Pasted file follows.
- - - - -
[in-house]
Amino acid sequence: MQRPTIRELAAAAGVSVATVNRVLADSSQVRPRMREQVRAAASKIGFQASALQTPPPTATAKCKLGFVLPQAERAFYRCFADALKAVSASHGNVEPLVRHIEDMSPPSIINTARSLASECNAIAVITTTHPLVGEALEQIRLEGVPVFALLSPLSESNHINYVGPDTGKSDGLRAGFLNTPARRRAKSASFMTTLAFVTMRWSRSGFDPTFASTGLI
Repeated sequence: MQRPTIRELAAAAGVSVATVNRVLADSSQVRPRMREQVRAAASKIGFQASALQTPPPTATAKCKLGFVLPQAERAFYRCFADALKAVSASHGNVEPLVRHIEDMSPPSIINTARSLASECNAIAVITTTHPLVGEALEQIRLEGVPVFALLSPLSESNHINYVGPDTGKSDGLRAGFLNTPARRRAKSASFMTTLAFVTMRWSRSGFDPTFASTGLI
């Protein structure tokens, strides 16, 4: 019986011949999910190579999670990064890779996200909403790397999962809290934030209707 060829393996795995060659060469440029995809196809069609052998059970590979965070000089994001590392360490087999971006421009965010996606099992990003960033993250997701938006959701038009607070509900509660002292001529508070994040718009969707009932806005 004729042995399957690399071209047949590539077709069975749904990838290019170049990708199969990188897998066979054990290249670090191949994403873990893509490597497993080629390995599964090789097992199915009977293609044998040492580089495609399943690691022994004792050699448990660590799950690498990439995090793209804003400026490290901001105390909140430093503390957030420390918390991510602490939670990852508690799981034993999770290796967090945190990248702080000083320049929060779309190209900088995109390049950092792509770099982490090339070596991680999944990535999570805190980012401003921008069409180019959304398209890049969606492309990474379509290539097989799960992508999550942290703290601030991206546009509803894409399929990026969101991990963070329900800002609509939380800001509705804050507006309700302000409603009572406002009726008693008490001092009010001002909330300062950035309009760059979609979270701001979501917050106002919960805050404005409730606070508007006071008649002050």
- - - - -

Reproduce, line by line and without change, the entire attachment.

[in-house]
Amino acid sequence: MQRPTIRELAAAAGVSVATVNRVLADSSQVRPRMREQVRAAASKIGFQASALQTPPPTATAKCKLGFVLPQAERAFYRCFADALKAVSASHGNVEPLVRHIEDMSPPSIINTARSLASECNAIAVITTTHPLVGEALEQIRLEGVPVFALLSPLSESNHINYVGPDTGKSDGLRAGFLNTPARRRAKSASFMTTLAFVTMRWSRSGFDPTFASTGLI
Repeated sequence: MQRPTIRELAAAAGVSVATVNRVLADSSQVRPRMREQVRAAASKIGFQASALQTPPPTATAKCKLGFVLPQAERAFYRCFADALKAVSASHGNVEPLVRHIEDMSPPSIINTARSLASECNAIAVITTTHPLVGEALEQIRLEGVPVFALLSPLSESNHINYVGPDTGKSDGLRAGFLNTPARRRAKSASFMTTLAFVTMRWSRSGFDPTFASTGLI
């Protein structure tokens, strides 16, 4: 019986011949999910190579999670990064890779996200909403790397999962809290934030209707 060829393996795995060659060469440029995809196809069609052998059970590979965070000089994001590392360490087999971006421009965010996606099992990003960033993250997701938006959701038009607070509900509660002292001529508070994040718009969707009932806005 004729042995399957690399071209047949590539077709069975749904990838290019170049990708199969990188897998066979054990290249670090191949994403873990893509490597497993080629390995599964090789097992199915009977293609044998040492580089495609399943690691022994004792050699448990660590799950690498990439995090793209804003400026490290901001105390909140430093503390957030420390918390991510602490939670990852508690799981034993999770290796967090945190990248702080000083320049929060779309190209900088995109390049950092792509770099982490090339070596991680999944990535999570805190980012401003921008069409180019959304398209890049969606492309990474379509290539097989799960992508999550942290703290601030991206546009509803894409399929990026969101991990963070329900800002609509939380800001509705804050507006309700302000409603009572406002009726008693008490001092009010001002909330300062950035309009760059979609979270701001979501917050106002919960805050404005409730606070508007006071008649002050």